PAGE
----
A World of Water
Even though our planet is often referred to as the “blue planet” most of the water on Earth is salt water. We as humans, cannot consume salt water, meaning that we have to rely on the much smaller fresh water supply.
Water and Humans
The goal of this system is to absorb oxygen in exchange for carbon dioxide. Human breath in through inhalation filling their lungs with air containing oxygen. Once oxygen is absorbed the excess air is exhaled or breathed out, which rids our bodies of waste carbon dioxide. You can see the organs involved in the respiratory system in the figure below.
Human beings are constantly gaining and losing water. Every breath you take you lose some water vapour. Your body attempts to keep a consistent 37 degrees celsius, to keep cool you perspire or sweat, of course, you lose water during this process. In order to maintain health water levels we must drink ~2.5L of water each day (about ~10.5 cups).
The Water Cycle
The water cycle uses the states of matter, for example, evaporation is caused from water turning from a liquid to gaseous state, likewise, condensation occurs because of colder altitudes cause water vapour (water gas) to condense into a liquid; sometimes, if it is cold enough, water will even change state from a gas to solid in a process called sublimation.
Water at the surface of the ocean, rivers, and lakes can become water vapor and move into the atmosphere with a little added energy from the Sun through a process called evaporation. Snow and ice can also become water vapor through a process called sublimation. And water vapor gets into the atmosphere from plants by a process called transpiration.
Because air is cooler at higher altitude in the troposphere, water vapor cools as it rises high in the atmosphere and transforms into water droplets by a process called condensation. The water droplets that form make up clouds. Water vapor can also condense into droplets near the ground, forming fog when the ground is cold. If the temperature is cold enough, ice crystals form instead of liquid water droplets.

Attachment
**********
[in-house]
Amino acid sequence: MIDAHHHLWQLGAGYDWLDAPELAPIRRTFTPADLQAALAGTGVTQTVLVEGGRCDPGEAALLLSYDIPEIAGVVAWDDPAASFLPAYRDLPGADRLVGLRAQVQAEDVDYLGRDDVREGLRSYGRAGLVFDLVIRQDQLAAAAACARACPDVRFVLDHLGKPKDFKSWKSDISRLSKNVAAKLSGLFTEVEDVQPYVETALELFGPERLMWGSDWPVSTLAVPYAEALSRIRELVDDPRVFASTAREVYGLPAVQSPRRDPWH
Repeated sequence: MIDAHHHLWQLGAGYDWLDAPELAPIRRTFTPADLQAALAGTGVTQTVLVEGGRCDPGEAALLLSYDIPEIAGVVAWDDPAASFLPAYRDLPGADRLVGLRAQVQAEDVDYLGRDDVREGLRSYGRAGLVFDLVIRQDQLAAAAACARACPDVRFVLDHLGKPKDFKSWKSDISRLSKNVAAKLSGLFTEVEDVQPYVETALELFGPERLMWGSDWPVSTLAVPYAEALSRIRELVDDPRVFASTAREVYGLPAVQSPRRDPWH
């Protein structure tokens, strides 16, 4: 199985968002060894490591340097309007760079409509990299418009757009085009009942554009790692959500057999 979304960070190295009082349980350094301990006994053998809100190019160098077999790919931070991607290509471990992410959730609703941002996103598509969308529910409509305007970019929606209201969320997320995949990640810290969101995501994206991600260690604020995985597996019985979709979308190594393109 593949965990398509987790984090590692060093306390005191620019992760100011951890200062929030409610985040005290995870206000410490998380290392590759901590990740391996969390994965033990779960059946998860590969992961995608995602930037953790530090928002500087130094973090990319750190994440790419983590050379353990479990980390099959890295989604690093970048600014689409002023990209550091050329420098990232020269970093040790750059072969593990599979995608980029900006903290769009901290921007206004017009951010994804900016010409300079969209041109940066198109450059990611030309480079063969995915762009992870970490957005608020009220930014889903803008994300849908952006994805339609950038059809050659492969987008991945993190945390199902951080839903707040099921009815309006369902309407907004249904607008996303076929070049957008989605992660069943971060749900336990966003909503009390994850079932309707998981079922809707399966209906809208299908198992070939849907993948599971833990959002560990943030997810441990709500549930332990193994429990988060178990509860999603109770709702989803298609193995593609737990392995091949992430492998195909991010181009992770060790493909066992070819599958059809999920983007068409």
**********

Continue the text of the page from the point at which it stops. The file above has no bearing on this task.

If the droplets or ice crystals within clouds grow in size, they eventually become too heavy to stay in the air, falling to the ground as rain, snow, and other types of precipitation.
Precipitated water can find its way back to large bodies of water or groundwater by following run-off streams which can lead to ponds, lakes, oceans, and other bodies of water.
As you are most likely aware human beings cannot drink salt water. This can become an issue because salt water is about ~97% of the Earth’s water supply. Instead we must drink fresh water. Fresh water is often found in groundwater, rivers, lakes, ponds, glaciers and ice sheets (see figure below). In fact, most of the world freshwater supply is “trapped” in glaciers in the north and south poles. Of the water that is readily available for human consumption, most of it is found in groundwater. Groundwater is water that can be found underground.
So you may be asking yourself, “Do we have enough water in the world?” The water cycle ensures that the water levels stay relatively the same on Earth, but not all freshwater is distributed evenly around the world (see figure below). Of course, humans consume a lot of water, not only for their daily function, but for other activities like: cooking, eating, washing, farming, manufacturing, and of course many others. Other activities add wastes, referred to as pollutants, into the water. These polluted waters are not long viable sources of freshwater until they have been cleaned.
The information on this page and it associated figures are adapted from the Science Focus 8.Science Focus 8, pp. 364-374